Quick, Easy and Seasonal: Try This Udon Bowl with Salmon and Spring Vegetables

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If there’s anything better than a Farmer’s Market to stimulate me to get into the kitchen and create a fresh, seasonal recipe, I can’t think what it would be. Warm weather and long sunny days have already descended on the Bay Area, and with that comes an abundance of early-season produce.  This morning I found leeks, garden peas, fava beans, green onions and shiitake mushrooms, all of which figure in this light, yet comforting udon noodle recipe. At my local Asian supermarket I picked up a package of fresh udon noodles. Using these precooked noodles makes an already easy dish go together even faster, and I find these noodles to be thicker and more succulent than noodles cooked from dry.  A caution: often these noodles come with a favoring packet full of weird ingredients–just toss it away! Start with a well-seasoned stock, and you’ll end up with a hearty, satisfying lunch or dinner. I’ve added only a little soy sauce, there’s no ginger or garlic or spice or oil, so the favor of the fresh vegetables, salmon and noodles really shines. And I think you’ll appreciate that this recipe requires only one pot, and comes together in under 30 minutes.  Happy Spring!  (Full recipe after the jump)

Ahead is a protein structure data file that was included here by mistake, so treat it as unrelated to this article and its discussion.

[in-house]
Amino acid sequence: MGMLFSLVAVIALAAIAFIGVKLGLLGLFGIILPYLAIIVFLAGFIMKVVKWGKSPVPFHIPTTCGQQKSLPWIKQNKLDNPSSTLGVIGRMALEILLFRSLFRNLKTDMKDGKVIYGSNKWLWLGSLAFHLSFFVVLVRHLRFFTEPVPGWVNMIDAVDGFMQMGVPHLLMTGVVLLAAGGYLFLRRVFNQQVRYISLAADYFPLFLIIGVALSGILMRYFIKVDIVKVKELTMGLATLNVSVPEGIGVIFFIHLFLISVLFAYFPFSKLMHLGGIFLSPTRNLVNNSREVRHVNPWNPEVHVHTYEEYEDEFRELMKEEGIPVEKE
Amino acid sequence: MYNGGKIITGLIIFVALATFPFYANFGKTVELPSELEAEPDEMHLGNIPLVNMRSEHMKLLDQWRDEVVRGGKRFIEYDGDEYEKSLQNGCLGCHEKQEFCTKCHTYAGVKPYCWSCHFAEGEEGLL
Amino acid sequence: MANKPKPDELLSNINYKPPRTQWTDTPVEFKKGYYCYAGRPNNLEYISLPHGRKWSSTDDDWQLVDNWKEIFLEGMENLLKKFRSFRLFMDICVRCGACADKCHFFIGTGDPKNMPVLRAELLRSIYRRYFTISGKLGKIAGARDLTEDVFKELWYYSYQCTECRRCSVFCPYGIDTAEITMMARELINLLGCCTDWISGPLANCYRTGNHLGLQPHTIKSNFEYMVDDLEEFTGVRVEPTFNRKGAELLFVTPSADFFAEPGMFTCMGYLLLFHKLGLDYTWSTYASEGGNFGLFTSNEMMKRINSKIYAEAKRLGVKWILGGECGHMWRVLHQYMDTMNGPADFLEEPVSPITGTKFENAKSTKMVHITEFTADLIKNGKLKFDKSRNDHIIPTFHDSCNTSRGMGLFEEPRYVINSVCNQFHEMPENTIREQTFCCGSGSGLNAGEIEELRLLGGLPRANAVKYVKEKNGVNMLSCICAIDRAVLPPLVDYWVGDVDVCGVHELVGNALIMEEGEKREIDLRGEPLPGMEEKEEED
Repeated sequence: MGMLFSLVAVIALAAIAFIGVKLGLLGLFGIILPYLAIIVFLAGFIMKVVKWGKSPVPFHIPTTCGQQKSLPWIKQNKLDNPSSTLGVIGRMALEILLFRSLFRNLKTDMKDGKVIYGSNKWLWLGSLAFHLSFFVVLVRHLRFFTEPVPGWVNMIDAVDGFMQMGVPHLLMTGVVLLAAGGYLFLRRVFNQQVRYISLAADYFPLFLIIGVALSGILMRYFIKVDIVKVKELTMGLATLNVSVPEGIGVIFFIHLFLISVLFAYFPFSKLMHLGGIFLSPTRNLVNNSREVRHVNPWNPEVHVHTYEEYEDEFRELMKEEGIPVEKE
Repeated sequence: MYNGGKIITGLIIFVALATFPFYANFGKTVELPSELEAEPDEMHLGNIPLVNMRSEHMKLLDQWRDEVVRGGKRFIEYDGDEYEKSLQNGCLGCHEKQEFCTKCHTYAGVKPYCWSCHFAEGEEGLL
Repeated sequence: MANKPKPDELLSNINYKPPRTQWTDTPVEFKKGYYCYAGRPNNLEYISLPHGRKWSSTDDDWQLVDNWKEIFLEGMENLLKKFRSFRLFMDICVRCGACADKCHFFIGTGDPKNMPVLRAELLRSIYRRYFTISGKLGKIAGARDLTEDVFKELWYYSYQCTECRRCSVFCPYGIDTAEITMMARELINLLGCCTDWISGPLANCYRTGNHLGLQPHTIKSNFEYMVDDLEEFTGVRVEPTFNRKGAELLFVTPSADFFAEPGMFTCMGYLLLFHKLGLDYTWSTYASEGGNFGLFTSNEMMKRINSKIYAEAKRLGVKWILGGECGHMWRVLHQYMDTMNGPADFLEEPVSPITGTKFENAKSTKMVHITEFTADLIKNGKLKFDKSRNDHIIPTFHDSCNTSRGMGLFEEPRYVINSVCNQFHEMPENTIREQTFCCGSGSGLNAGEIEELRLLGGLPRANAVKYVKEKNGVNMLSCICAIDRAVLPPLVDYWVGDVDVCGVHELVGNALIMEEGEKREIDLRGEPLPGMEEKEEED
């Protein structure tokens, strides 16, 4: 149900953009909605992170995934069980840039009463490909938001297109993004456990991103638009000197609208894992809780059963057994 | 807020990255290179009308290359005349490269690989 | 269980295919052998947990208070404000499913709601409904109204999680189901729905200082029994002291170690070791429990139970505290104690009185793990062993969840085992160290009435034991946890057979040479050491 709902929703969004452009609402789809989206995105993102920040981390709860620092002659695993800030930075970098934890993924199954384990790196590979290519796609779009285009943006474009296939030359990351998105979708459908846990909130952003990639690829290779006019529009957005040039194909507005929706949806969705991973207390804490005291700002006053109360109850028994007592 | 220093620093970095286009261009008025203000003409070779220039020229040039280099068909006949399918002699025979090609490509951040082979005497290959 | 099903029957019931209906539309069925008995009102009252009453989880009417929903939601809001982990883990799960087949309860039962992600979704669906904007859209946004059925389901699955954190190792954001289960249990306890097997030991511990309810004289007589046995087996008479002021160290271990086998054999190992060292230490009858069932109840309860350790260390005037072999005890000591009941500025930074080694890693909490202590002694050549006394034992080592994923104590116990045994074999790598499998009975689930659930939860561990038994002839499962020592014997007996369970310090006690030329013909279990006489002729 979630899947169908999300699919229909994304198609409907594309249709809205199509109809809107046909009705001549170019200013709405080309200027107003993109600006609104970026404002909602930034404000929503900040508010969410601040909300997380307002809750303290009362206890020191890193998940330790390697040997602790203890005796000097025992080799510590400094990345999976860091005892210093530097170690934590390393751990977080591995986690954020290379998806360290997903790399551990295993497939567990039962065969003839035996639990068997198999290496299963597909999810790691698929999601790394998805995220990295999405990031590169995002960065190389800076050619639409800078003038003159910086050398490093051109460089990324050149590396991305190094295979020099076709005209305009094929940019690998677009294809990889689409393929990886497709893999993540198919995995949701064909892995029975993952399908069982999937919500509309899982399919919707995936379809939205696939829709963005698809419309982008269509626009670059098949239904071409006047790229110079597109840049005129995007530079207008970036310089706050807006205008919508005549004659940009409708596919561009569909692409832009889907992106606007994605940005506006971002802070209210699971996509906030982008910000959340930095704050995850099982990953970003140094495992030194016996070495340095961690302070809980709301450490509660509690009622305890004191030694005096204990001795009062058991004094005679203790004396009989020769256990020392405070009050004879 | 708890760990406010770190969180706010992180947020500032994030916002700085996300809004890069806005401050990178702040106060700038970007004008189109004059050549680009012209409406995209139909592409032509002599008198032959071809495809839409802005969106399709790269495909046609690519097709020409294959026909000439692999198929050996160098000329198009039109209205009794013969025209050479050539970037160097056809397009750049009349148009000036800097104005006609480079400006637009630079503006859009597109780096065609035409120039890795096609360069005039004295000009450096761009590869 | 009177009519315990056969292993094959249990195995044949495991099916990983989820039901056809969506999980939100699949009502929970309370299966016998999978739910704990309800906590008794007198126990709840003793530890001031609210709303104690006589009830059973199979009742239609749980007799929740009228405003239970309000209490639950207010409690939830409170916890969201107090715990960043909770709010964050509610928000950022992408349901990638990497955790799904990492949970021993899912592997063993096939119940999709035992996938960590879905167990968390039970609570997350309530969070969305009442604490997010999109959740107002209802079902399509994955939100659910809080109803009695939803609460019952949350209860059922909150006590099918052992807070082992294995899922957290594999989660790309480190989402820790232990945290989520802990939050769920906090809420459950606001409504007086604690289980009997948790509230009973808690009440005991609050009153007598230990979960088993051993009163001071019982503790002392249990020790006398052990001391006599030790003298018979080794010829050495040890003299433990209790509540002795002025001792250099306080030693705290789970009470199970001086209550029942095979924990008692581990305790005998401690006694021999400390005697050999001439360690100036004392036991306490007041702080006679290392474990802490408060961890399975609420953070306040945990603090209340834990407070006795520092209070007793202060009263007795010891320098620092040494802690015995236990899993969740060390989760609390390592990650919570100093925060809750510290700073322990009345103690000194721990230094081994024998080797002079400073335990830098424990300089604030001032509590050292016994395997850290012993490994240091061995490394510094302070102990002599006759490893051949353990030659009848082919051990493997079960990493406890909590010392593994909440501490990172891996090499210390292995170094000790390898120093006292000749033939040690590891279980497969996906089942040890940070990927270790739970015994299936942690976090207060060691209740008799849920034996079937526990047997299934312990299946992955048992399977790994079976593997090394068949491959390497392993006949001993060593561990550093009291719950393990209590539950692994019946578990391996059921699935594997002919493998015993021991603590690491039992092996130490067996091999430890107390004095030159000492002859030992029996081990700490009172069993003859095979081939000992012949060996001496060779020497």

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Oodles of Noodles: Warm Up With This Hearty Miso Udon Soup

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We’re finally getting what we’ve needed for months here in Northern California, a dose of stormy, wet weather. The hills are turning fresh and spring green, at last. With drizzle coming down outside, I decided to warm up my insides with a bowl of udon noodles and vegetables in a rich miso broth. Although I usually recommend whole grain noodles (brown rice, whole wheat, buckwheat), I must confess that sometimes the allure of fat, wheaty udon calls to me. I especially like fresh udon noodles, because not only do they save time, but they seem to drink in the broth and become more succulent than dried noodles do. Of course, if you can’t find fresh udon noodles in your Asian or natural foods market, dried will do, as will linquine. In either case, you will need to take the extra step of cooking them separately according to package directions. I think you’ll love that this recipe begins like a stir fry, and then after water is added, becomes soup.  You could have this on the table in 20 minutes, and you need dirty only one pot: your trusty wok. If you live alone, as I do, I’ve scaled this recipe for you.  I ate a little more than half for dinner, and just finished off the rest for lunch. Perfect. It’s still raining outside and inside, I’m feeling warm and cosy. Recipe, after the jump.

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